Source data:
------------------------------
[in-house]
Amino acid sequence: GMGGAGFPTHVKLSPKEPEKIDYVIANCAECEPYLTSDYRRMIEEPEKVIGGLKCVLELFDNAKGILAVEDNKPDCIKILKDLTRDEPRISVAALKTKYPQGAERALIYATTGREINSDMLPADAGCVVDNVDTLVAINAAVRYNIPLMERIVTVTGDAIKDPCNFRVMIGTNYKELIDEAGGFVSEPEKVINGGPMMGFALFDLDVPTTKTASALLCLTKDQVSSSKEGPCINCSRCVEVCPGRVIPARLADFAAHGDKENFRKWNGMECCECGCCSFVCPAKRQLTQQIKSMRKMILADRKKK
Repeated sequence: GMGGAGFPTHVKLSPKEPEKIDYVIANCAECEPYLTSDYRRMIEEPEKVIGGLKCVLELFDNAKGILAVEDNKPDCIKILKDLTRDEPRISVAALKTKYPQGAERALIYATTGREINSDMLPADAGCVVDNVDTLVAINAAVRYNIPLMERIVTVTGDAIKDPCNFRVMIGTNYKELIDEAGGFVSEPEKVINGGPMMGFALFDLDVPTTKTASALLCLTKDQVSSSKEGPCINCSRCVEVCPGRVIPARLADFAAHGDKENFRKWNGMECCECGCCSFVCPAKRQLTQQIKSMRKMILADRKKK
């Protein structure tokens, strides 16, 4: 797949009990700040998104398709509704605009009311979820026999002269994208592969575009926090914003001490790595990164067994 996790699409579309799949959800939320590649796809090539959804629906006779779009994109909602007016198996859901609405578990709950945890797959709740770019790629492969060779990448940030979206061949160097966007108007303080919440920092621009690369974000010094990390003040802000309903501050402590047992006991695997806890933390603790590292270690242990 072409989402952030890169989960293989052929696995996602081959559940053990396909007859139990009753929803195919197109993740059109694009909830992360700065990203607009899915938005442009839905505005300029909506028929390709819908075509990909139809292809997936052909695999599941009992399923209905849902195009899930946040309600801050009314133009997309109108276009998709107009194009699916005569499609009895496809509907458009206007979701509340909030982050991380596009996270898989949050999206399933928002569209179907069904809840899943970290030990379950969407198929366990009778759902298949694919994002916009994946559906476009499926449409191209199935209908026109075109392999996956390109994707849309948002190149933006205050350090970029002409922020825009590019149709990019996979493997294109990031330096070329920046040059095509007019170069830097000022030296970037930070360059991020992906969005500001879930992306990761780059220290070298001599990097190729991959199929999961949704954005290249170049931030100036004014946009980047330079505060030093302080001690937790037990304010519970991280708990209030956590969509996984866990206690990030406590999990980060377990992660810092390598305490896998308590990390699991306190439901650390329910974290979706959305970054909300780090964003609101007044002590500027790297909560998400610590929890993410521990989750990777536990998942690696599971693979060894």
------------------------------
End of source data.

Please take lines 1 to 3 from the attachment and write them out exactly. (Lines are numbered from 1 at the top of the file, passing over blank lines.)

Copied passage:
[in-house]
Amino acid sequence: GMGGAGFPTHVKLSPKEPEKIDYVIANCAECEPYLTSDYRRMIEEPEKVIGGLKCVLELFDNAKGILAVEDNKPDCIKILKDLTRDEPRISVAALKTKYPQGAERALIYATTGREINSDMLPADAGCVVDNVDTLVAINAAVRYNIPLMERIVTVTGDAIKDPCNFRVMIGTNYKELIDEAGGFVSEPEKVINGGPMMGFALFDLDVPTTKTASALLCLTKDQVSSSKEGPCINCSRCVEVCPGRVIPARLADFAAHGDKENFRKWNGMECCECGCCSFVCPAKRQLTQQIKSMRKMILADRKKK
Repeated sequence: GMGGAGFPTHVKLSPKEPEKIDYVIANCAECEPYLTSDYRRMIEEPEKVIGGLKCVLELFDNAKGILAVEDNKPDCIKILKDLTRDEPRISVAALKTKYPQGAERALIYATTGREINSDMLPADAGCVVDNVDTLVAINAAVRYNIPLMERIVTVTGDAIKDPCNFRVMIGTNYKELIDEAGGFVSEPEKVINGGPMMGFALFDLDVPTTKTASALLCLTKDQVSSSKEGPCINCSRCVEVCPGRVIPARLADFAAHGDKENFRKWNGMECCECGCCSFVCPAKRQLTQQIKSMRKMILADRKKK